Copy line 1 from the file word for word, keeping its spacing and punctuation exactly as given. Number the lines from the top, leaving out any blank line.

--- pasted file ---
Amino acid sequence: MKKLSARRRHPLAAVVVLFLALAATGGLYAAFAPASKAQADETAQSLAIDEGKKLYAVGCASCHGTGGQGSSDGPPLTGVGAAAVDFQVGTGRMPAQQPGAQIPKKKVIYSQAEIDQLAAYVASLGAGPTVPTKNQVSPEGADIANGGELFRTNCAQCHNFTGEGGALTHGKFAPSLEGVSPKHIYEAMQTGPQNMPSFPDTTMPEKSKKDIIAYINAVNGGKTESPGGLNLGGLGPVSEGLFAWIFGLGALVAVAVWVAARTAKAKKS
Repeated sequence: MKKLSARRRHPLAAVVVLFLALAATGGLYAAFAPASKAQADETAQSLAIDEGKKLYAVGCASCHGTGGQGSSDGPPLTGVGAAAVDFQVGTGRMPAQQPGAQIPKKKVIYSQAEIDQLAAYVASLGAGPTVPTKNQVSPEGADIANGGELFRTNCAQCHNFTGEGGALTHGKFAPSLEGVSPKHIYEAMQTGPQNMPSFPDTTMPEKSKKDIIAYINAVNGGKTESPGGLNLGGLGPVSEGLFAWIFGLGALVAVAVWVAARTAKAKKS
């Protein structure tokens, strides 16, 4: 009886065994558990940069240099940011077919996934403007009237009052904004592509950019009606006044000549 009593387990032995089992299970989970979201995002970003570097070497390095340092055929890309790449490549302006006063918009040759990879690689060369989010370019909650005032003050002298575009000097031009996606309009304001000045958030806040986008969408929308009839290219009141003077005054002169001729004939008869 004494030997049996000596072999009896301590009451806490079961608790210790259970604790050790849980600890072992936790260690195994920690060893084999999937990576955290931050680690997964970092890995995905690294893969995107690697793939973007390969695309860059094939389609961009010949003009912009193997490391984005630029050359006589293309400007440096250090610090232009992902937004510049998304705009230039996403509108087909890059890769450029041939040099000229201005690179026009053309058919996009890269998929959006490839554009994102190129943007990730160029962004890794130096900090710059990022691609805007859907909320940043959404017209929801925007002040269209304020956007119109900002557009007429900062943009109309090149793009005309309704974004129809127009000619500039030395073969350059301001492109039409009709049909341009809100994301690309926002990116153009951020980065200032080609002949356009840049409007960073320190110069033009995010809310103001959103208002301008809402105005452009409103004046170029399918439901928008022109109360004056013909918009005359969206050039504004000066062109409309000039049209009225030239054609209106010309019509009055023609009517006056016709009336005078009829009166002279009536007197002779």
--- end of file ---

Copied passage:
Amino acid sequence: MKKLSARRRHPLAAVVVLFLALAATGGLYAAFAPASKAQADETAQSLAIDEGKKLYAVGCASCHGTGGQGSSDGPPLTGVGAAAVDFQVGTGRMPAQQPGAQIPKKKVIYSQAEIDQLAAYVASLGAGPTVPTKNQVSPEGADIANGGELFRTNCAQCHNFTGEGGALTHGKFAPSLEGVSPKHIYEAMQTGPQNMPSFPDTTMPEKSKKDIIAYINAVNGGKTESPGGLNLGGLGPVSEGLFAWIFGLGALVAVAVWVAARTAKAKKS